Commodity prices may be easing, but that isn’t stopping chain restaurants from continuing their fight against ethanol. The National Council of Chain Restaurants intensified its fight against the renewable fuel standard today, saying that it plans to lobby Congress hard to eliminate a standard it believes has increased food costs.
If it seems like Sun Capital buys U.S. restaurants every three years, it’s because it does. The Florida-based private equity firm, which last bought a restaurant company in 2010, and before that 2007, has reached a deal recently to buy the California burger chain Johnny Rockets from RedZone Capital.
Guess not all burrito concepts are alike, after all. Qdoba, the Denver-based chain that said yesterday it plans to close more than 10 percent of its restaurants, has proven again that it is Burger King to Chipotle’s McDonald’s: always struggling to compare to the market leader’s ultra-strong numbers.
Want to buy a piece of Noodles and Company? It’ll likely cost you at least $13 per share. The Broomfield, Colorado-based pasta purveyor set the terms for its initial public offering this week as it seeks to follow in the footsteps of Panera Bread and Chipotle to be the next big fast-casual chain on Wall Street.
Since selling two brands it operated in the late 1990s, NPC International grew into the largest restaurant franchisee in the country by focusing on one brand: Pizza Hut. But now Overland Park, Kansas operator is branching out again, with a Thursday announcement of plans to acquire 24 Wendy’s restaurants near Kansas City.
Well, that plan didn’t work. Deerfield, Illinois-based bakery/café chain Cosi said this week that its CEO, Carin Stutz, has resigned just 18 months into her tenure at the struggling chain. The company quickly announced that its executive chairman, Stephen Edwards, would take her place.
DineEquity should be an investor’s dream right now, shouldn’t it? The owner of IHOP and Applebee’s is fully franchised, so it generates high returns with little capital. Yet this year its stock is up just 11 percent, and now activists are sniffing around, pushing the company to make changes.
RMH Holdings, a 40-unit Applebee’s franchisee based in Nebraska, is getting 15 more locations in Illinois, but it’ll have to pay a bit more than it thought. The operator agreed to pay nearly $8.6 million for the locations in a bankruptcy court auction of the 33-unit AppleIllinois last week.
This has been a good year on Wall Street. The S&P 500 index is up 15.2 percent in 2013. And the restaurant industry has performed even better: restaurant stocks are up 25.7 percent this year. That’s not surprising. But this is: the restaurants leading the way are casual dining.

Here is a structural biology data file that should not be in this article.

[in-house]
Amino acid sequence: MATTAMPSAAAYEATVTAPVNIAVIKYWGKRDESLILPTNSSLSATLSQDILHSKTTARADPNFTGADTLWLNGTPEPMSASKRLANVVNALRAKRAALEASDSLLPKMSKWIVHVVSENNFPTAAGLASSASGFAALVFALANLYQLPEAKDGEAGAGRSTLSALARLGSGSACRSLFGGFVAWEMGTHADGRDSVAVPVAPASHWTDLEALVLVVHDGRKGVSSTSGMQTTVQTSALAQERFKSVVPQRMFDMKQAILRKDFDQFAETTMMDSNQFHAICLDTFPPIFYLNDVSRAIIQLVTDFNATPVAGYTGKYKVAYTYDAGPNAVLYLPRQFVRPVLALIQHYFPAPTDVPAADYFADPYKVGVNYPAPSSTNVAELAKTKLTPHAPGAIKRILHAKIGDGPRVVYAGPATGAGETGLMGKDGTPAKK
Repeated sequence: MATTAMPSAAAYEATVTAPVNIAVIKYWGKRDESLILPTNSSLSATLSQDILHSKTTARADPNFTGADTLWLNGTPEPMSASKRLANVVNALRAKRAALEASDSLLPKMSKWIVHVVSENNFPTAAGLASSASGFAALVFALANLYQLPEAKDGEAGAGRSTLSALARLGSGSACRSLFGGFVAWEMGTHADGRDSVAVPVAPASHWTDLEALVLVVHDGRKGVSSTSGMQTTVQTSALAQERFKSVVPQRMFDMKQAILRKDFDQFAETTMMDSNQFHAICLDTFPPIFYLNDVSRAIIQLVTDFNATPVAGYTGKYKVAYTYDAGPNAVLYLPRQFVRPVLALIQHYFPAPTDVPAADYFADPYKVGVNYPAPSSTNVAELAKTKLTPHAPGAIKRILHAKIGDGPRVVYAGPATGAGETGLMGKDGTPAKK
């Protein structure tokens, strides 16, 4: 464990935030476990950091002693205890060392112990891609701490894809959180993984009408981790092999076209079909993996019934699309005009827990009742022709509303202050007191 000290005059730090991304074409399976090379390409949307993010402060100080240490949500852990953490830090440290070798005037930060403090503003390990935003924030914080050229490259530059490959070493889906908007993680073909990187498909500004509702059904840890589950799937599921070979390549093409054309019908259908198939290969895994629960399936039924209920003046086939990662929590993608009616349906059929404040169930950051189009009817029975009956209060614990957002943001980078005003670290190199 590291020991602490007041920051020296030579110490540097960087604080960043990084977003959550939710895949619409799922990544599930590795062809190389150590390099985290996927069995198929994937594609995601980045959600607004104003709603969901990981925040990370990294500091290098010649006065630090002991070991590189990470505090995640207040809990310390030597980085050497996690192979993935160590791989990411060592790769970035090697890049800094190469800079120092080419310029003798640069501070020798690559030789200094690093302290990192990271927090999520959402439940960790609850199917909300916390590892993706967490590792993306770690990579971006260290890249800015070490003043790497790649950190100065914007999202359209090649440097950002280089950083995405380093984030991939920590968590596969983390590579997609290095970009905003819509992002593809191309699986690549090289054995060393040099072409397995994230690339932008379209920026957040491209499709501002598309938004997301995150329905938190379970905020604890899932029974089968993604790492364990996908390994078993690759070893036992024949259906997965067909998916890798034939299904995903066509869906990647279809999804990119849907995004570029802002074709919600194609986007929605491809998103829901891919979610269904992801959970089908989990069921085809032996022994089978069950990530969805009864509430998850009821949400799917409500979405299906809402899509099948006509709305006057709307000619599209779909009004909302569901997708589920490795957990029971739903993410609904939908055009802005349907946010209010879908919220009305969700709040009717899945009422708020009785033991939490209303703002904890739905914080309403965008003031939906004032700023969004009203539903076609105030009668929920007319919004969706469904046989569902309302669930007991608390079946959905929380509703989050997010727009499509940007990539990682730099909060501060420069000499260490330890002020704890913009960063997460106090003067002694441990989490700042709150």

For all the talk about competition and too many tips and rising prices, the one thing that restaurants need to boost growth is jobs, and today they got another dose of news that could only be described as mediocre: 175,000 jobs added in May, and an unemployment rate that rose to 7.6 percent.
We attended the NRA Show last month and, while there, spoke with a vendor selling brick ovens imported from Italy. The ovens make pizzas in less than two minutes, which is helping to fuel the boom in fast-casual pizza restaurants. So we were a bit taken aback when we were told about one of the company’s best customers: Whole Foods.
It’s going to take a while for restaurants to regain the business they lost at dinnertime during the recession. That’s one takeaway from the latest report by the Chicago-based market research firm NPD Group, which said today that suppertime visits to restaurants declined by 650 million, or 3.3 percent, since 2006.
We love us a good food fight. And we’re getting one from Andrew Puzder. The CEO of Hardee’s and Carl’s Jr. owner CKE Restaurants is taking a direct shot at the market leader with a series of ads poking McDonald’s for replacing its Angus third-pound burger with quarter-pound beef patties.
As if its stock needed another boost, Cracker Barrel this morning reported another strong financial quarter. Comp sales were up in its fiscal third quarter, retail sales were up, and the company raised its earnings guidance and increased its dividend. The result: The company’s stock hit yet another all-time high.
Restaurant owners sure are feeling more confident all of a sudden. Now that they’ve survived the wintertime same-store-sales cliff, commodity prices appear to be easing and the stock and housing markets are flourishing again, operators are feeling pretty good. Good enough, perhaps, to raise more prices. But that could be a risk.
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